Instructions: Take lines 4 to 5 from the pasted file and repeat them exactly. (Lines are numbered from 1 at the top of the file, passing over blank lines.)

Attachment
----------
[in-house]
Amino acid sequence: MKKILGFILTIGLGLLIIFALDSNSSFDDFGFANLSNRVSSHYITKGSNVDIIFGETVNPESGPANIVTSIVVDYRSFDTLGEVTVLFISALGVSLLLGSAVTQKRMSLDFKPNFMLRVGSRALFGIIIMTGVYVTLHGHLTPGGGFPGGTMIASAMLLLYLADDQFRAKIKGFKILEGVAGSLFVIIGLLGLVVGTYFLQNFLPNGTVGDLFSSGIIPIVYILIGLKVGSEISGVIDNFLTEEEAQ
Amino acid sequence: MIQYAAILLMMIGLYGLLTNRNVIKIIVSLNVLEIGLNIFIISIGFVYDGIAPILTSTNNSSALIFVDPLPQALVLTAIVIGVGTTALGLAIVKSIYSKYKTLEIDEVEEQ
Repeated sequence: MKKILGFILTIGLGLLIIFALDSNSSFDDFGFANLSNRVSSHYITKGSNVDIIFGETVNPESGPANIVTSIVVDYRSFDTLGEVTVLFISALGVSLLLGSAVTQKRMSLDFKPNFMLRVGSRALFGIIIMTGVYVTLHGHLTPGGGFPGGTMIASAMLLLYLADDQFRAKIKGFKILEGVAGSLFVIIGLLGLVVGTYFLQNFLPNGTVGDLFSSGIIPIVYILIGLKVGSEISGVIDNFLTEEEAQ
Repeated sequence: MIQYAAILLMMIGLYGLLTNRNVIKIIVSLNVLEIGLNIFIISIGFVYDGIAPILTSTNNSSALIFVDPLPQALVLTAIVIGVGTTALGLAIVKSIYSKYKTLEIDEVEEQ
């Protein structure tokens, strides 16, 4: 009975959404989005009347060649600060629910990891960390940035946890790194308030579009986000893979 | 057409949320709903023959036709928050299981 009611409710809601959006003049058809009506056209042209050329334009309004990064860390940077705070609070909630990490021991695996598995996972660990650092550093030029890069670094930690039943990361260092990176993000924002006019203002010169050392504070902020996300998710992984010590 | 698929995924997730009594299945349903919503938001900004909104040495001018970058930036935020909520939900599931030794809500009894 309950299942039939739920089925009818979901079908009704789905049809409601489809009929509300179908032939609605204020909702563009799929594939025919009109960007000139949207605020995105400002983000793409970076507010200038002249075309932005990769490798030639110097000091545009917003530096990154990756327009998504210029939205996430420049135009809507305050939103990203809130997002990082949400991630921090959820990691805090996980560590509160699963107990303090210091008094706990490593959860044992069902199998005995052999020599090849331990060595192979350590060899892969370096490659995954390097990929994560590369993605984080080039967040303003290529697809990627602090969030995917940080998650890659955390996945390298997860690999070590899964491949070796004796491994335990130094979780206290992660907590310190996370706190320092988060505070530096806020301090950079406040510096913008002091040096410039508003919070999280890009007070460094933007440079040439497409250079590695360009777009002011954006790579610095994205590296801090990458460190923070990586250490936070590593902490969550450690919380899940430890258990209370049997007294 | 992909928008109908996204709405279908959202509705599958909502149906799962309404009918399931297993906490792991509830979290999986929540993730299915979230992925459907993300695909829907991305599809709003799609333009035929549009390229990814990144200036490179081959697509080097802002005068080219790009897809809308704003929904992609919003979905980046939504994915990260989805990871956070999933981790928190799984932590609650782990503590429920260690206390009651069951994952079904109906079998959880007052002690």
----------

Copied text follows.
Repeated sequence: MKKILGFILTIGLGLLIIFALDSNSSFDDFGFANLSNRVSSHYITKGSNVDIIFGETVNPESGPANIVTSIVVDYRSFDTLGEVTVLFISALGVSLLLGSAVTQKRMSLDFKPNFMLRVGSRALFGIIIMTGVYVTLHGHLTPGGGFPGGTMIASAMLLLYLADDQFRAKIKGFKILEGVAGSLFVIIGLLGLVVGTYFLQNFLPNGTVGDLFSSGIIPIVYILIGLKVGSEISGVIDNFLTEEEAQ
Repeated sequence: MIQYAAILLMMIGLYGLLTNRNVIKIIVSLNVLEIGLNIFIISIGFVYDGIAPILTSTNNSSALIFVDPLPQALVLTAIVIGVGTTALGLAIVKSIYSKYKTLEIDEVEEQ